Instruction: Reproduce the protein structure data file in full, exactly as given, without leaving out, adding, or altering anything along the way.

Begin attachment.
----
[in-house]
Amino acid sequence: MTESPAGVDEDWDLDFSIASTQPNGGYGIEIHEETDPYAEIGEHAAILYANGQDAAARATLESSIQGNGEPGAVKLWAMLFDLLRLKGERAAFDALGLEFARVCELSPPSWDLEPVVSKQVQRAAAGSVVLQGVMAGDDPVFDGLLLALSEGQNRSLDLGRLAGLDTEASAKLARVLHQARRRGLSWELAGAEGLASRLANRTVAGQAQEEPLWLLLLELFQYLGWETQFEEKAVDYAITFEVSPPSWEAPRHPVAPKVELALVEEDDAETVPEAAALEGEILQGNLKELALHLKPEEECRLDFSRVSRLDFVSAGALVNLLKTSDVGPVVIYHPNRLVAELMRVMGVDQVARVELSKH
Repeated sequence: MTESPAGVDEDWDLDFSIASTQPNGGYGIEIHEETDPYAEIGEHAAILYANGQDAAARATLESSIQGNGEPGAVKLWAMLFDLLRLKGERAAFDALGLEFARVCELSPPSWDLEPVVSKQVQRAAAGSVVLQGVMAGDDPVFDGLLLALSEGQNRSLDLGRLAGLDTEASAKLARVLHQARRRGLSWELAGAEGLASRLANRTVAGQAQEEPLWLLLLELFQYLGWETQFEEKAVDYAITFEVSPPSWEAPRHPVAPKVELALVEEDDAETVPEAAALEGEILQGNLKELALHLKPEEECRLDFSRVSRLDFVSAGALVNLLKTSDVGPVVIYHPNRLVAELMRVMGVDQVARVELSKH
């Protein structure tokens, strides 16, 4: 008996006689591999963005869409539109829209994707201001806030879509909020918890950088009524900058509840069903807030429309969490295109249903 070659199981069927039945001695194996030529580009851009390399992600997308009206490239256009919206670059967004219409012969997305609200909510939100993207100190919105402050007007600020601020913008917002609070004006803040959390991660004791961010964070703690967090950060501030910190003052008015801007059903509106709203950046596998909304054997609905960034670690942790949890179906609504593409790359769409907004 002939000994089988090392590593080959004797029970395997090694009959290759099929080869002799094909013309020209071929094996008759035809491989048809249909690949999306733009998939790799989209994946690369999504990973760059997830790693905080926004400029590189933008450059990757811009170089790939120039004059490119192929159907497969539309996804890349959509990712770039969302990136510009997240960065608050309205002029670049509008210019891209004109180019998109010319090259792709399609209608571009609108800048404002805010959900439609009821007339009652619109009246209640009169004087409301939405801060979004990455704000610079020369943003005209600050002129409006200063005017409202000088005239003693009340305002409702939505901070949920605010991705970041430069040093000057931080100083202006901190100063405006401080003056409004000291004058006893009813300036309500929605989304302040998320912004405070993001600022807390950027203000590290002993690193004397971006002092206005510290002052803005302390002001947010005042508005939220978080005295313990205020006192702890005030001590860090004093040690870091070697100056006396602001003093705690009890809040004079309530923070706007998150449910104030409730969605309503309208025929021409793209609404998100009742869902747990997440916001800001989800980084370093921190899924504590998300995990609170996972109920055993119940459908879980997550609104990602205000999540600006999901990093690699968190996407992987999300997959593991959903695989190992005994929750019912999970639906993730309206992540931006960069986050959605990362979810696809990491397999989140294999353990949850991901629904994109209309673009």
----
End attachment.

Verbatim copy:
[in-house]
Amino acid sequence: MTESPAGVDEDWDLDFSIASTQPNGGYGIEIHEETDPYAEIGEHAAILYANGQDAAARATLESSIQGNGEPGAVKLWAMLFDLLRLKGERAAFDALGLEFARVCELSPPSWDLEPVVSKQVQRAAAGSVVLQGVMAGDDPVFDGLLLALSEGQNRSLDLGRLAGLDTEASAKLARVLHQARRRGLSWELAGAEGLASRLANRTVAGQAQEEPLWLLLLELFQYLGWETQFEEKAVDYAITFEVSPPSWEAPRHPVAPKVELALVEEDDAETVPEAAALEGEILQGNLKELALHLKPEEECRLDFSRVSRLDFVSAGALVNLLKTSDVGPVVIYHPNRLVAELMRVMGVDQVARVELSKH
Repeated sequence: MTESPAGVDEDWDLDFSIASTQPNGGYGIEIHEETDPYAEIGEHAAILYANGQDAAARATLESSIQGNGEPGAVKLWAMLFDLLRLKGERAAFDALGLEFARVCELSPPSWDLEPVVSKQVQRAAAGSVVLQGVMAGDDPVFDGLLLALSEGQNRSLDLGRLAGLDTEASAKLARVLHQARRRGLSWELAGAEGLASRLANRTVAGQAQEEPLWLLLLELFQYLGWETQFEEKAVDYAITFEVSPPSWEAPRHPVAPKVELALVEEDDAETVPEAAALEGEILQGNLKELALHLKPEEECRLDFSRVSRLDFVSAGALVNLLKTSDVGPVVIYHPNRLVAELMRVMGVDQVARVELSKH
């Protein structure tokens, strides 16, 4: 008996006689591999963005869409539109829209994707201001806030879509909020918890950088009524900058509840069903807030429309969490295109249903 070659199981069927039945001695194996030529580009851009390399992600997308009206490239256009919206670059967004219409012969997305609200909510939100993207100190919105402050007007600020601020913008917002609070004006803040959390991660004791961010964070703690967090950060501030910190003052008015801007059903509106709203950046596998909304054997609905960034670690942790949890179906609504593409790359769409907004 002939000994089988090392590593080959004797029970395997090694009959290759099929080869002799094909013309020209071929094996008759035809491989048809249909690949999306733009998939790799989209994946690369999504990973760059997830790693905080926004400029590189933008450059990757811009170089790939120039004059490119192929159907497969539309996804890349959509990712770039969302990136510009997240960065608050309205002029670049509008210019891209004109180019998109010319090259792709399609209608571009609108800048404002805010959900439609009821007339009652619109009246209640009169004087409301939405801060979004990455704000610079020369943003005209600050002129409006200063005017409202000088005239003693009340305002409702939505901070949920605010991705970041430069040093000057931080100083202006901190100063405006401080003056409004000291004058006893009813300036309500929605989304302040998320912004405070993001600022807390950027203000590290002993690193004397971006002092206005510290002052803005302390002001947010005042508005939220978080005295313990205020006192702890005030001590860090004093040690870091070697100056006396602001003093705690009890809040004079309530923070706007998150449910104030409730969605309503309208025929021409793209609404998100009742869902747990997440916001800001989800980084370093921190899924504590998300995990609170996972109920055993119940459908879980997550609104990602205000999540600006999901990093690699968190996407992987999300997959593991959903695989190992005994929750019912999970639906993730309206992540931006960069986050959605990362979810696809990491397999989140294999353990949850991901629904994109209309673009």